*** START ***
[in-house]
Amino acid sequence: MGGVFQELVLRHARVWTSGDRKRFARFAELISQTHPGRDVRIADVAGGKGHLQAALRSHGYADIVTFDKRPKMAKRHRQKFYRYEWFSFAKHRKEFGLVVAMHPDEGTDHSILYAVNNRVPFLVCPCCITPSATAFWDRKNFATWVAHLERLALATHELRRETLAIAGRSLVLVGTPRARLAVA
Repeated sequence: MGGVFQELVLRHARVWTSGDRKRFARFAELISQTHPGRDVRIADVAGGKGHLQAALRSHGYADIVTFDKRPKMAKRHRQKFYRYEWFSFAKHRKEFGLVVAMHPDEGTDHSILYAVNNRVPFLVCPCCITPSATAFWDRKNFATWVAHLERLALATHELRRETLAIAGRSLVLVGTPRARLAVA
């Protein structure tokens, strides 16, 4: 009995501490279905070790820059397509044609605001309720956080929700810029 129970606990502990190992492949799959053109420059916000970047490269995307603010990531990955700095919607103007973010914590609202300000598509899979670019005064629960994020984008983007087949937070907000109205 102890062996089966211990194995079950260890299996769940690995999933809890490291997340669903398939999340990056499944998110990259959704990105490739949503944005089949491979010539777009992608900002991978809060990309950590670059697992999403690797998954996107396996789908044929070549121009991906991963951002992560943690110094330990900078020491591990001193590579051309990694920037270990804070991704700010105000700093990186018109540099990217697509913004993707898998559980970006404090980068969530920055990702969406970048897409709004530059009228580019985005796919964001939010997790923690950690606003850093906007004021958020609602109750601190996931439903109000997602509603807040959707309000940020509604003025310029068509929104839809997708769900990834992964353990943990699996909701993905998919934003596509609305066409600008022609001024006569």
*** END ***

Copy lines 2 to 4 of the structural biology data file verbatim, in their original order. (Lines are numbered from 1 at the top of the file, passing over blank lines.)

Amino acid sequence: MGGVFQELVLRHARVWTSGDRKRFARFAELISQTHPGRDVRIADVAGGKGHLQAALRSHGYADIVTFDKRPKMAKRHRQKFYRYEWFSFAKHRKEFGLVVAMHPDEGTDHSILYAVNNRVPFLVCPCCITPSATAFWDRKNFATWVAHLERLALATHELRRETLAIAGRSLVLVGTPRARLAVA
Repeated sequence: MGGVFQELVLRHARVWTSGDRKRFARFAELISQTHPGRDVRIADVAGGKGHLQAALRSHGYADIVTFDKRPKMAKRHRQKFYRYEWFSFAKHRKEFGLVVAMHPDEGTDHSILYAVNNRVPFLVCPCCITPSATAFWDRKNFATWVAHLERLALATHELRRETLAIAGRSLVLVGTPRARLAVA
């Protein structure tokens, strides 16, 4: 009995501490279905070790820059397509044609605001309720956080929700810029 129970606990502990190992492949799959053109420059916000970047490269995307603010990531990955700095919607103007973010914590609202300000598509899979670019005064629960994020984008983007087949937070907000109205 102890062996089966211990194995079950260890299996769940690995999933809890490291997340669903398939999340990056499944998110990259959704990105490739949503944005089949491979010539777009992608900002991978809060990309950590670059697992999403690797998954996107396996789908044929070549121009991906991963951002992560943690110094330990900078020491591990001193590579051309990694920037270990804070991704700010105000700093990186018109540099990217697509913004993707898998559980970006404090980068969530920055990702969406970048897409709004530059009228580019985005796919964001939010997790923690950690606003850093906007004021958020609602109750601190996931439903109000997602509603807040959707309000940020509604003025310029068509929104839809997708769900990834992964353990943990699996909701993905998919934003596509609305066409600008022609001024006569």